The why's and the how's for FOLX testosterone HRT lab requirements, and what exactly it is those labs are looking for.
Hormones are the body’s chemical messengers, and hormone replacement therapy (HRT) is essentially kicking off a whole new slew of chemical signals to the body by traveling through the bloodstream to different tissues and organs to tell them what kind of work they need to do or stop doing.
Because HRT is introducing something new to the chemical makeup of bodies, labs are used to monitor safe hormone levels and effects, and to make sure bodily changes are aligned with what each person wants from their testosterone regimen. When our clinicians order labs for those on T, we’re testing for a couple things.
A testosterone lab checks the amount of testosterone in the bloodstream. The T in the bloodstream is what’s available for the body to use and create bodily changes like hair growth, voice deepening, muscle growth. Based on the individual taking testosterone, they may desire slower or quicker bodily changes which may be impacted by dose (more on that here), this test is one of the factors that helps determine if the current T dosage is right for the desired speed of change.
While fairly uncommon, testosterone can increase the hemoglobin (the protein in red blood cells responsible for carrying oxygen from the lungs to the rest of the body) and hematocrit (the volume of red blood cells in the blood) in the blood. If these increase too much, the blood becomes ‘thicker,’ which can increase the risk of blood clots. Blood clots, in turn, can lead to risk for stroke or heart attack, so it’s crucial to keep an eye on this.
At FOLX, we run standard labs associated with HRT to assess hormone levels, as well as labs to monitor the direct impact hormones can have on your health. We want to only run labs that are necessary for the care we are providing so we can keep costs low for members. We do not run other labs such as: lipid panels, A1C (to check for diabetes), CBC (complete blood count) or CMP (comprehensive metabolic panels). Some folx may have other medical conditions that may benefit from closer lab evaluation -- we review some of those conditions in our Informed Consent process so that folx can make their own decisions how to proceed.
At this point, FOLX is not offering primary care. However, we are happy to help you find a primary care provider to help you monitor any other medical conditions.
At FOLX, we do not base medical decisions solely on labs. It is much more important to hear from our members about how they are feeling. We will communicate with our members about any lab results, and if there are any concerns from a medical perspective, but we do not adjust dosages just based on what a lab result says. We want to hear from the members themselves about what feels right in their body and how they want to move forward before finalizing any changes.
It can be a bit harder to measure an accurate level of testosterone in the bloodstream for people who take weekly or biweekly injections, because the level of testosterone goes up quite high right after the injection, and drops down a bit lower coming up to the next injection. Therefore it’s recommended folx on injectable testosterone try to schedule labs around half-way between injections, or at the end of the injection cycle to get the most accurate results.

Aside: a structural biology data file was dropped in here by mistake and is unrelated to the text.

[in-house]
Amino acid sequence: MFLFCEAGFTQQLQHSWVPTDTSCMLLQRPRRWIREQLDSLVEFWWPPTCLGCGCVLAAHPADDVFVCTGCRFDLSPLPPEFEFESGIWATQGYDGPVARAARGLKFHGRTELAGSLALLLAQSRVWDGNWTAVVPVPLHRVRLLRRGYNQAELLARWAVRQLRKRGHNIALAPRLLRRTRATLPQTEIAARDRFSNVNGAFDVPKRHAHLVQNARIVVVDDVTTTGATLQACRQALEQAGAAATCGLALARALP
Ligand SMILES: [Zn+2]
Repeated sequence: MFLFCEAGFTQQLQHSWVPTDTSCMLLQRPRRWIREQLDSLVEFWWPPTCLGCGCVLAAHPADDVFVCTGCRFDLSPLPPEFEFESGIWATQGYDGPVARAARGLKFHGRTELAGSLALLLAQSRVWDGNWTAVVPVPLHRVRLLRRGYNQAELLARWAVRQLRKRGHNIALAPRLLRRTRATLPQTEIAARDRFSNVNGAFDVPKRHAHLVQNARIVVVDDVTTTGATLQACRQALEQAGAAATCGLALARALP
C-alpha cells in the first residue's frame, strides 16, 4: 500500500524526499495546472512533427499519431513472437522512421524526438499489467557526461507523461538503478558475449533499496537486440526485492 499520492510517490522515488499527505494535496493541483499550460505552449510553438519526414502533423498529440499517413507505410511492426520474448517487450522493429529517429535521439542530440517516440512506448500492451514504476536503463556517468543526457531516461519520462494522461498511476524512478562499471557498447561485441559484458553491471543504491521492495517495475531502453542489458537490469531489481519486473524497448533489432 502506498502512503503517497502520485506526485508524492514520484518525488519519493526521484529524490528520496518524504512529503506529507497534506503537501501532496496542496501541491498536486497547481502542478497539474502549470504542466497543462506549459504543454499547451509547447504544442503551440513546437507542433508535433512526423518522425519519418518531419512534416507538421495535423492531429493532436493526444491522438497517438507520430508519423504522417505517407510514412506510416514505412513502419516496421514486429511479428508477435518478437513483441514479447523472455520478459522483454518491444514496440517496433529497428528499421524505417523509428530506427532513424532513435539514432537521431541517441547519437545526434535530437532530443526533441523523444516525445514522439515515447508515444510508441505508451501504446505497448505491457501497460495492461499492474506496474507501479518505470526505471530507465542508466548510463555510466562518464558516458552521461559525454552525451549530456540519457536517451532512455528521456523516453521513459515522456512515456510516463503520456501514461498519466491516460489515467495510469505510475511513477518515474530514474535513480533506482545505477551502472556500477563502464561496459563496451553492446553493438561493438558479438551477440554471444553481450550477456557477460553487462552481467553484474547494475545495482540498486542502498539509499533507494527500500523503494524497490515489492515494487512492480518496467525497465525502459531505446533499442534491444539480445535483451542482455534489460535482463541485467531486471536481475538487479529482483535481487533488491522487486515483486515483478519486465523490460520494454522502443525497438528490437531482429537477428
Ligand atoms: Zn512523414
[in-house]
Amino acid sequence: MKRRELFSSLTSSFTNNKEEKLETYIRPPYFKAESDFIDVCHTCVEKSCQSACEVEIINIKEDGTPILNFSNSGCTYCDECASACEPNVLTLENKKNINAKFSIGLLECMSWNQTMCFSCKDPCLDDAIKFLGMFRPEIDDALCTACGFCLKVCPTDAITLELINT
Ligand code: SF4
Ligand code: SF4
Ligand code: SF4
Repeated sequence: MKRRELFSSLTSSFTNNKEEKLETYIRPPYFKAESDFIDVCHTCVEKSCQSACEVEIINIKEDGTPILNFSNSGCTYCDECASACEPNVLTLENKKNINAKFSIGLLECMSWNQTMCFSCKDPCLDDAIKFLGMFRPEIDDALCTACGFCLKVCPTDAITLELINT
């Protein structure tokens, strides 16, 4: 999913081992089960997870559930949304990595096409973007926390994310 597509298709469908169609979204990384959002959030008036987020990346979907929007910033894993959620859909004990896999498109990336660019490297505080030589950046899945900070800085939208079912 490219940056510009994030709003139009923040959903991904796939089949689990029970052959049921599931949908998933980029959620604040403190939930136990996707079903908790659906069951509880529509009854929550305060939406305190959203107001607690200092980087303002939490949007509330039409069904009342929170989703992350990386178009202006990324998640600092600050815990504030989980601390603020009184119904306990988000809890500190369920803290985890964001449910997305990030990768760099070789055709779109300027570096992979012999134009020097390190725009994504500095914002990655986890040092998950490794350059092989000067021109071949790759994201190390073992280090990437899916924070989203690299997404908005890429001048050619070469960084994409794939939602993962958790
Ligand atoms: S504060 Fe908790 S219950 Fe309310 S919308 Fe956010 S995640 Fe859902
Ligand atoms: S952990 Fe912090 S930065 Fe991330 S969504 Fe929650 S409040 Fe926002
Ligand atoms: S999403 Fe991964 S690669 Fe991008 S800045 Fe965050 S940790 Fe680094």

For those on daily forms of testosterone such as gel, folx can still have some fluctuation in levels, but they’ll be a bit less drastic than those on injectable. (Read up more on T routes here.)
As folx are starting testosterone, or coming back to it after a long break or lapse in care, we need to monitor their testosterone and hemoglobin levels every three months. After typically two-to-four rounds of labs, folx generally find their resting dose, which is the dose that suits their body and their desired speed of change. From there on out, we generally recommend labs every year, for however long folx are on testosterone, just to keep an eye on things and adjust if needed.
Presently, FOLX is able to order labs sent to members’ nearest Quest Diagnostics PSC (Patient Service Center). The Quest Diagnostics test requires going in-person and having a vial of blood drawn through a needle. Important to know if you choose to go to Quest -- they are required to use members’ legal names on the lab requisition form, which can be uncomfortable for some, and can lead to Quest technicians using deadnames or incorrect pronouns, as well as encountering unpredictable nonbinary- and trans-competency and sensitivity among technicians. Unfortunately, this is the widest reaching network of in-person labs to support our telehealth care. We are working to improve lab testing for our members, but we wouldn’t feel right not sharing this.
Finally, for those switching over to FOLX for HRT care, we are able to accept testosterone and hematocrit labs that were drawn within the last year, as long as they were done while on the same route and dosage requested from FOLX. One less needle!
So, that’s that on that for testosterone labs. For those ready to get started with FOLX for testosterone, the process begins here. For existing FOLX members with additional questions about labs, don't hesitate to schedule time with a clinician. And for those who’ve just got some more questions, read up on testosterone here, and feel free to reach out to us at firstname.lastname@example.org.